With the yen consistently dominating other major currencies, I don't think there is doubt anybody's mind that that Japan's verbal and currency intervention moves have failed.
A look at charts will show that USD/JPY is currently trading very near its all-time low despite the amount of effort Japan has given to stem the rise of their currency.
If I recall correctly, on August 4, the Japanese government used up over 60 billion USD just to prevent the yen from appreciating. For a moment, it seemed to work, but a few days after, the yen resumed its rally and hit a new high versus the dollar.
In response to their own failed attempts, the Japanese government decided to take action again. This time, however, they went with a different route.
Two days ago, they revealed a 100 billion USD credit facility for Japanese businesses to curb the yen's appreciation. The 100 billion USD facility aims to take advantage of the yen strength by buying goods and services.
In addition to the credit facility, Japan also indicated that they will monitor the currency trading of the 30 biggest financial institutions.
By providing Japanese companies access to more funds, they would use the yen's strength to their advantage by making it cheaper for them to acquire more assets abroad. Consequently, this will mean that money would flow out of Japan and out of the yen, providing downward pressure on the currency.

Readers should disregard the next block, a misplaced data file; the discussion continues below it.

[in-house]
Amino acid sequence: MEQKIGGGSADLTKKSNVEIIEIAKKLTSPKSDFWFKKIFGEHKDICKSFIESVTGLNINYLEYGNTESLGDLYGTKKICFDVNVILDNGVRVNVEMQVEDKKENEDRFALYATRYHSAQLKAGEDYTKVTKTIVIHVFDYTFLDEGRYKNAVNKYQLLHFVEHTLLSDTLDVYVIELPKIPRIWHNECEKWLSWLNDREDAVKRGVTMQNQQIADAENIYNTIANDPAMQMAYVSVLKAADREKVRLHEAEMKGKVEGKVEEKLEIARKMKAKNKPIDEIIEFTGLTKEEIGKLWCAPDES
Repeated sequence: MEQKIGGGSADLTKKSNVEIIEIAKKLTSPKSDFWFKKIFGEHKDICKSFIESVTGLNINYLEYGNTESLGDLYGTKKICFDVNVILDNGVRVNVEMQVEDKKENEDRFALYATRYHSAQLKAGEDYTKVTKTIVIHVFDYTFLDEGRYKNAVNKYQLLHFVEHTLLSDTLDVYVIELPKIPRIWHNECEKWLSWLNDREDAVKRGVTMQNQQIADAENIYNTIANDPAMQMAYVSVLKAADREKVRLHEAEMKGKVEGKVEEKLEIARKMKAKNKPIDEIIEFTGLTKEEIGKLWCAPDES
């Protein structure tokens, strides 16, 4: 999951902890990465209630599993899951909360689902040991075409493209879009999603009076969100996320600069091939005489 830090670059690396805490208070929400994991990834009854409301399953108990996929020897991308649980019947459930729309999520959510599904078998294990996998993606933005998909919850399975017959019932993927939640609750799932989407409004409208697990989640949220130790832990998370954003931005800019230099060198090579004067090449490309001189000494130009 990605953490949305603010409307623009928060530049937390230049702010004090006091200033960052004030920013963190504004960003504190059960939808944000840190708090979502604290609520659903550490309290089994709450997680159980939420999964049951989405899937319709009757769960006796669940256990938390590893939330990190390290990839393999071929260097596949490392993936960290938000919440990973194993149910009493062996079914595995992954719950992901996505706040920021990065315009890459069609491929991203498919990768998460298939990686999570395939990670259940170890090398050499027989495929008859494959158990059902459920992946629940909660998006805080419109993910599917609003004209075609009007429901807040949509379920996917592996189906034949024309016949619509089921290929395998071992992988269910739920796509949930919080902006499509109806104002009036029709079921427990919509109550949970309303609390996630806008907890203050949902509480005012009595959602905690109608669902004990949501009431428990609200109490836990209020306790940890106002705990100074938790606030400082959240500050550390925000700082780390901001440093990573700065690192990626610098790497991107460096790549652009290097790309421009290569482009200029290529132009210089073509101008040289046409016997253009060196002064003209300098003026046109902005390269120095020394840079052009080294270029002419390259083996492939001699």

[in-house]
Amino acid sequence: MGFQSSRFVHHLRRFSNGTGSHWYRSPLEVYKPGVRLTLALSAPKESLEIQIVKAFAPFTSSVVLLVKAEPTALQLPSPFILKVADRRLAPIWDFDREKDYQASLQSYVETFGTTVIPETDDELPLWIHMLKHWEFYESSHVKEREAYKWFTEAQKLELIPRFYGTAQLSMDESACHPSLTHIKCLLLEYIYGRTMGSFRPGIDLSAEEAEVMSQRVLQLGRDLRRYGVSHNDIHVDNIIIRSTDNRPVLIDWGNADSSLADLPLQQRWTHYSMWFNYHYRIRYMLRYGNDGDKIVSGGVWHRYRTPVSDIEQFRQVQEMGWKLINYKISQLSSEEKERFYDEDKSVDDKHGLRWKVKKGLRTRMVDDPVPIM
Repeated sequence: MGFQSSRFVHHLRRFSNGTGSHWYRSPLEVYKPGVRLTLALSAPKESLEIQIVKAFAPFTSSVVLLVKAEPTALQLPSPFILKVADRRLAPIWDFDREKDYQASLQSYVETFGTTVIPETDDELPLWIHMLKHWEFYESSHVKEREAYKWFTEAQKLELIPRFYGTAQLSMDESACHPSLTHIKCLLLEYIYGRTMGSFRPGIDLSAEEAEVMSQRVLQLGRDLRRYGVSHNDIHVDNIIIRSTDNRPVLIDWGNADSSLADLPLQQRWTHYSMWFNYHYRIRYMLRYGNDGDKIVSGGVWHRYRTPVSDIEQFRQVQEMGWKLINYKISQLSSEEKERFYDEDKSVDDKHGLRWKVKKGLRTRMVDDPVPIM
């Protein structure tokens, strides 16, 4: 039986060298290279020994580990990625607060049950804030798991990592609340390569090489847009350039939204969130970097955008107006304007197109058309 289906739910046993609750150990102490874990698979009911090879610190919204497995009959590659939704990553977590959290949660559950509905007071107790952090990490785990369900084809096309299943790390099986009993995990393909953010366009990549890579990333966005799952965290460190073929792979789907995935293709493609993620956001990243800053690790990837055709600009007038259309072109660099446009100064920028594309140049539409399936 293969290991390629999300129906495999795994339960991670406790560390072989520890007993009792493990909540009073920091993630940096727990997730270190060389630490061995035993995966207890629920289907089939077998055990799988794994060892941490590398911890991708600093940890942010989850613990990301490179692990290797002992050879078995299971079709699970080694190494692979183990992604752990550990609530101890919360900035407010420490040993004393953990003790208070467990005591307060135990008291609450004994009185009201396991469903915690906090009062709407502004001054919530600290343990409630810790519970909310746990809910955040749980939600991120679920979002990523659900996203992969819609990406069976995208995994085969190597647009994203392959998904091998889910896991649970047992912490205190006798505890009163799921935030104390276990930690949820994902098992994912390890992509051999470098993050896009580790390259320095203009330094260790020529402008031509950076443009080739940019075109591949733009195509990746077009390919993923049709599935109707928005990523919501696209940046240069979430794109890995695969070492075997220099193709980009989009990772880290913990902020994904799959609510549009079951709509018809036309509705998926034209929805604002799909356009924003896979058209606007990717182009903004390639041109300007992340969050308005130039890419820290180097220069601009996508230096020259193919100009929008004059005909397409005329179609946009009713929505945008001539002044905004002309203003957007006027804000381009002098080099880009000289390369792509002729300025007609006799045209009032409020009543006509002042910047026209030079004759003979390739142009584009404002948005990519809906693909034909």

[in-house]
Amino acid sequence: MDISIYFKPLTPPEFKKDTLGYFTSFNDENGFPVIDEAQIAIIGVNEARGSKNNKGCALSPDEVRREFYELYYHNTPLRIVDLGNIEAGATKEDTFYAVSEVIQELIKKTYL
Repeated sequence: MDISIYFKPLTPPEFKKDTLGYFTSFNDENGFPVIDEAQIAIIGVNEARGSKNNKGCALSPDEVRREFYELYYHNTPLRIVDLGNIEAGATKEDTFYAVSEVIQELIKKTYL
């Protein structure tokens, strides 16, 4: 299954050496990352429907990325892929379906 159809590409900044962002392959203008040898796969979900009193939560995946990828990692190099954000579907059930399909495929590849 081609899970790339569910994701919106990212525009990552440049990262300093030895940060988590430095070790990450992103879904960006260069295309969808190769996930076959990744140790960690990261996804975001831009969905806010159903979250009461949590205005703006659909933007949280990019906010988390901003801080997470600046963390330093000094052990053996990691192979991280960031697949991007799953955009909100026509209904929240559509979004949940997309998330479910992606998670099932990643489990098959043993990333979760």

It's quite ingenious when you think about it! Japan is actually using their problem to their advantage!
While policymakers acknowledge that the impact may not be explosive immediately, it would at least make the yen's rise steady and consistent. It seems to me that the government is also encouraging exporters to be proactive in dealing with the yen's strength, instead of just relying on currency interventions.
One consequence of the new moves is that they may be taken as a sign by traders that direct intervention from the Bank of Japan (BOJ) won't happen in the near future. This could mean that we may actually see some yen strength in the short-term.
Don't get too excited buying the yen though. At the end of the day, know that Finance Minister Yoshihiko Noda said that they have not completely ruled out the option of currency intervention.